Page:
"C'est un Nagra. C'est suisse, et tres, tres precis."
Anonymous
July 2, 2005 6:08:54 PM

Archived from groups: rec.audio.pro (More info?)

Scott,

> That's true, but again we are talking about theatre systems where
precision of bass is not a huge issue. <

We're still talking about a *home* theater, right? Why would "precision" of
the bass not matter? Flabby boomy bass is always a problem in my book. Also,
a lot of people are like me and have a single system for both 5.1 HT and
regular stereo.

> I found that when I set a home theatre system up with very deeply extended
and accurate bass that everyone wanted to throw up when a splice ran through
the projector. <

Who's home theater these days has an optical projector? :->)

--Ethan
Anonymous
July 3, 2005 2:05:09 AM

Archived from groups: rec.audio.pro (More info?)

Ethan Winer <ethanw at ethanwiner dot com> wrote:
>
>> That's true, but again we are talking about theatre systems where
>precision of bass is not a huge issue. <
>
>We're still talking about a *home* theater, right? Why would "precision" of
>the bass not matter? Flabby boomy bass is always a problem in my book. Also,
>a lot of people are like me and have a single system for both 5.1 HT and
>regular stereo.

Because most of the tracks out there have mostly wideband effects on the
LFE channel. The effects don't have enough of a sense of tone to begin
with.

It's not like you're trying to accurately reproduce the exact sound and
position of Jaco Pastorius' bass in a the room, with the complete
reproduction of the ambience that comes along with it.

You're just reproducing a thump track the vast majority of the time. When
there _is_ a real sense of tone in the LFE it's a nice change, though.

>> I found that when I set a home theatre system up with very deeply extended
>and accurate bass that everyone wanted to throw up when a splice ran through
>the projector. <
>
>Who's home theater these days has an optical projector? :->)

Mine does, although I have a dts decoder in the garage that I need to get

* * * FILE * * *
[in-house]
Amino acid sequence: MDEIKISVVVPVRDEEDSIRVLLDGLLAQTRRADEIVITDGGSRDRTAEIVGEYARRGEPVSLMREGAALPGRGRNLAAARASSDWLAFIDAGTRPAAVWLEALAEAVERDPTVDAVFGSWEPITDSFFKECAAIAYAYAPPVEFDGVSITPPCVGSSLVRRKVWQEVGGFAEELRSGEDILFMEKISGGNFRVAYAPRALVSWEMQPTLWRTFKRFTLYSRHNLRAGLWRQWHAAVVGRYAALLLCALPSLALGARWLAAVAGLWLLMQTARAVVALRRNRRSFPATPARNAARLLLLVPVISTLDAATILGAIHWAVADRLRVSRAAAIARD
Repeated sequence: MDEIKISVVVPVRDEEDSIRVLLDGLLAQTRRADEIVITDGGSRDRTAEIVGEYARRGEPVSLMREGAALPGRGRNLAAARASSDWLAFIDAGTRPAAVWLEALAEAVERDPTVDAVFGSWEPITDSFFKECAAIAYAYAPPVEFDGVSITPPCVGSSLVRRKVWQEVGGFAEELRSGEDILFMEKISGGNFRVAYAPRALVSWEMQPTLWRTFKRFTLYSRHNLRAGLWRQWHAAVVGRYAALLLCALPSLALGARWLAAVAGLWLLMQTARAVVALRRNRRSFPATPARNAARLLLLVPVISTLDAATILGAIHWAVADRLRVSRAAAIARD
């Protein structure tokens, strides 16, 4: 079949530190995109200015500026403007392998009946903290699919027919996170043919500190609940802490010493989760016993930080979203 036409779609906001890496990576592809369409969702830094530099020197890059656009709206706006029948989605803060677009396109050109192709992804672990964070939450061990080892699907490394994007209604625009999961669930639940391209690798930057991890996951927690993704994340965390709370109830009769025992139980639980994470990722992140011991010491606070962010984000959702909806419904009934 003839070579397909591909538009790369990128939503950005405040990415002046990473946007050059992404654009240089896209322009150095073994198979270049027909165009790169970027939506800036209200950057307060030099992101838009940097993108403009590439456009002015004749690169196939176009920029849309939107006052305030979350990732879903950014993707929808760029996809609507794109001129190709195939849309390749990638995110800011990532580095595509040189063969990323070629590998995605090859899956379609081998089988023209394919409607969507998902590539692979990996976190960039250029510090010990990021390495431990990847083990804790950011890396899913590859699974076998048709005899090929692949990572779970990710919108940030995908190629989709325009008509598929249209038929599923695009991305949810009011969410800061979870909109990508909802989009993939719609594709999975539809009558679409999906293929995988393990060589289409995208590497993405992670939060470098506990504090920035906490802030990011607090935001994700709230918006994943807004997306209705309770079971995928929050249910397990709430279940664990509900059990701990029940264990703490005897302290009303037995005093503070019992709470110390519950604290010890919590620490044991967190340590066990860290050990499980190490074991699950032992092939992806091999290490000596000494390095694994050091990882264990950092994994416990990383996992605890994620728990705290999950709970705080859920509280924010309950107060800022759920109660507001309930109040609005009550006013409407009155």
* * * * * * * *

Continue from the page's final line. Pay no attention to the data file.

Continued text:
installed at some point. The projector needs some modification to put
the timecode reader on it and it's going to mean taking the top reel arm
off and taking the projector body off to the machine shop, I fear.
--scott
--
"C'est un Nagra. C'est suisse, et tres, tres precis."
Anonymous
July 3, 2005 10:46:52 AM

Archived from groups: rec.audio.pro (More info?)

If you're a FOB (friend of Bud -- Irving M. "Bud" Fried, founder of IMF and
promoter of transmission-line woofers), you know how insistent he was that
you need two woofers, not one.

I'm inclined to agree, for a number of reasons -- the preservation of LF
directional effects, smoother overall response for mono signal components,
etc.

I realize the LFE channel is for a single woofer. But if price isn't a
consideration, why not put subwoofers on your main channels, as well?
Anonymous
July 3, 2005 12:50:04 PM

Archived from groups: rec.audio.pro (More info?)

Scott,

> most of the tracks out there have mostly wideband effects on the LFE
channel. The effects don't have enough of a sense of tone to begin with.
It's not like you're trying to accurately reproduce the exact sound and
position of Jaco Pastorius' bass <

Understand that in most home theater setups, music goes through the
subwoofer too. The "standard" crossover frequency is 80 Hz, but many are set
to 100 Hz. So in most cases you *are* hearing some of Jaco's bass through
the sub.

--Ethan
Anonymous
July 3, 2005 5:23:11 PM

Archived from groups: rec.audio.pro (More info?)

Ethan Winer <ethanw at ethanwiner dot com> wrote:
>
>> most of the tracks out there have mostly wideband effects on the LFE
>channel. The effects don't have enough of a sense of tone to begin with.
>It's not like you're trying to accurately reproduce the exact sound and
>position of Jaco Pastorius' bass <
>
>Understand that in most home theater setups, music goes through the
>subwoofer too. The "standard" crossover frequency is 80 Hz, but many are set
>to 100 Hz. So in most cases you *are* hearing some of Jaco's bass through
>the sub.

Ahh! That's with the "bass management" setup, which throws crossovers on
the front three channels and directs some bass to the sub, in order to
compensate for front speakers without enough low end extension.

Even with the bass management on, the stuff that is in the low end on
most soundtracks is pretty artificial and lacks imaging, because it's
mixed to sound good on a lowest-common denominator theatre system.

Now, if you're talking about a system that you want to reproduce music
recordings and not just film soundtracks, that's a totally different animal
altogether. And a much more difficult and expensive one to do right.
--scott
--
"C'est un Nagra. C'est suisse, et tres, tres precis."
!